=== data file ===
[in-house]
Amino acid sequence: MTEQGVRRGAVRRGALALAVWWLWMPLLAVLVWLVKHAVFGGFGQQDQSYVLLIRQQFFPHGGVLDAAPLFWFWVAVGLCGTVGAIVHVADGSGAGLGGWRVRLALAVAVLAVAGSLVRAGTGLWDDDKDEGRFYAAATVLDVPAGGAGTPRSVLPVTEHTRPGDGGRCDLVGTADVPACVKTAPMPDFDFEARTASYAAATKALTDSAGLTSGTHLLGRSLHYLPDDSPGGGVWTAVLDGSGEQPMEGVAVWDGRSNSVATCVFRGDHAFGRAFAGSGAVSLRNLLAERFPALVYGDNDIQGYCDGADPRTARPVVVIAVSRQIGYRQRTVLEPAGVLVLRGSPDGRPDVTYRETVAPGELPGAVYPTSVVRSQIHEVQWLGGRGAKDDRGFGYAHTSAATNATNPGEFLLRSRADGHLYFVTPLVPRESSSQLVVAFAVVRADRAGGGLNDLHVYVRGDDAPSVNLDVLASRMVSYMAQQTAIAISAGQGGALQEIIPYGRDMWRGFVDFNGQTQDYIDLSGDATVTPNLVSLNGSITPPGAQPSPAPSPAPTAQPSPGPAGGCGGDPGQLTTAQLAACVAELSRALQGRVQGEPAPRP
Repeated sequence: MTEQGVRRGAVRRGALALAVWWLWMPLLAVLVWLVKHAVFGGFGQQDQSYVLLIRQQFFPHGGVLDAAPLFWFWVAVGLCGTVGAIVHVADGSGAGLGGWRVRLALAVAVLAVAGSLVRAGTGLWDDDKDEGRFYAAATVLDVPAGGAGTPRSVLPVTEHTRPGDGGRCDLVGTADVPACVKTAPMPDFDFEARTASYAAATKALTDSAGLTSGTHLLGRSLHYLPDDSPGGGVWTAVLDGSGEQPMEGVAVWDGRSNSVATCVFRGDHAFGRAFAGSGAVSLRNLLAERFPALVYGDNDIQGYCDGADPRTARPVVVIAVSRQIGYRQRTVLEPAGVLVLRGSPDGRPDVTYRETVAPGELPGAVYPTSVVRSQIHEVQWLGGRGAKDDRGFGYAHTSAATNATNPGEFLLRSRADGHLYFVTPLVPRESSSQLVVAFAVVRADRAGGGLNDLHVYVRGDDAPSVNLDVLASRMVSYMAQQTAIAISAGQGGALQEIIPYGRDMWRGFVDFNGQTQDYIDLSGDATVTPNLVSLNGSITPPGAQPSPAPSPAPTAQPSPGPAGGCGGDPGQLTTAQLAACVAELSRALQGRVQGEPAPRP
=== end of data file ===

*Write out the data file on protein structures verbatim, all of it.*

[in-house]
Amino acid sequence: MTEQGVRRGAVRRGALALAVWWLWMPLLAVLVWLVKHAVFGGFGQQDQSYVLLIRQQFFPHGGVLDAAPLFWFWVAVGLCGTVGAIVHVADGSGAGLGGWRVRLALAVAVLAVAGSLVRAGTGLWDDDKDEGRFYAAATVLDVPAGGAGTPRSVLPVTEHTRPGDGGRCDLVGTADVPACVKTAPMPDFDFEARTASYAAATKALTDSAGLTSGTHLLGRSLHYLPDDSPGGGVWTAVLDGSGEQPMEGVAVWDGRSNSVATCVFRGDHAFGRAFAGSGAVSLRNLLAERFPALVYGDNDIQGYCDGADPRTARPVVVIAVSRQIGYRQRTVLEPAGVLVLRGSPDGRPDVTYRETVAPGELPGAVYPTSVVRSQIHEVQWLGGRGAKDDRGFGYAHTSAATNATNPGEFLLRSRADGHLYFVTPLVPRESSSQLVVAFAVVRADRAGGGLNDLHVYVRGDDAPSVNLDVLASRMVSYMAQQTAIAISAGQGGALQEIIPYGRDMWRGFVDFNGQTQDYIDLSGDATVTPNLVSLNGSITPPGAQPSPAPSPAPTAQPSPGPAGGCGGDPGQLTTAQLAACVAELSRALQGRVQGEPAPRP
Repeated sequence: MTEQGVRRGAVRRGALALAVWWLWMPLLAVLVWLVKHAVFGGFGQQDQSYVLLIRQQFFPHGGVLDAAPLFWFWVAVGLCGTVGAIVHVADGSGAGLGGWRVRLALAVAVLAVAGSLVRAGTGLWDDDKDEGRFYAAATVLDVPAGGAGTPRSVLPVTEHTRPGDGGRCDLVGTADVPACVKTAPMPDFDFEARTASYAAATKALTDSAGLTSGTHLLGRSLHYLPDDSPGGGVWTAVLDGSGEQPMEGVAVWDGRSNSVATCVFRGDHAFGRAFAGSGAVSLRNLLAERFPALVYGDNDIQGYCDGADPRTARPVVVIAVSRQIGYRQRTVLEPAGVLVLRGSPDGRPDVTYRETVAPGELPGAVYPTSVVRSQIHEVQWLGGRGAKDDRGFGYAHTSAATNATNPGEFLLRSRADGHLYFVTPLVPRESSSQLVVAFAVVRADRAGGGLNDLHVYVRGDDAPSVNLDVLASRMVSYMAQQTAIAISAGQGGALQEIIPYGRDMWRGFVDFNGQTQDYIDLSGDATVTPNLVSLNGSITPPGAQPSPAPSPAPTAQPSPGPAGGCGGDPGQLTTAQLAACVAELSRALQGRVQGEPAPRP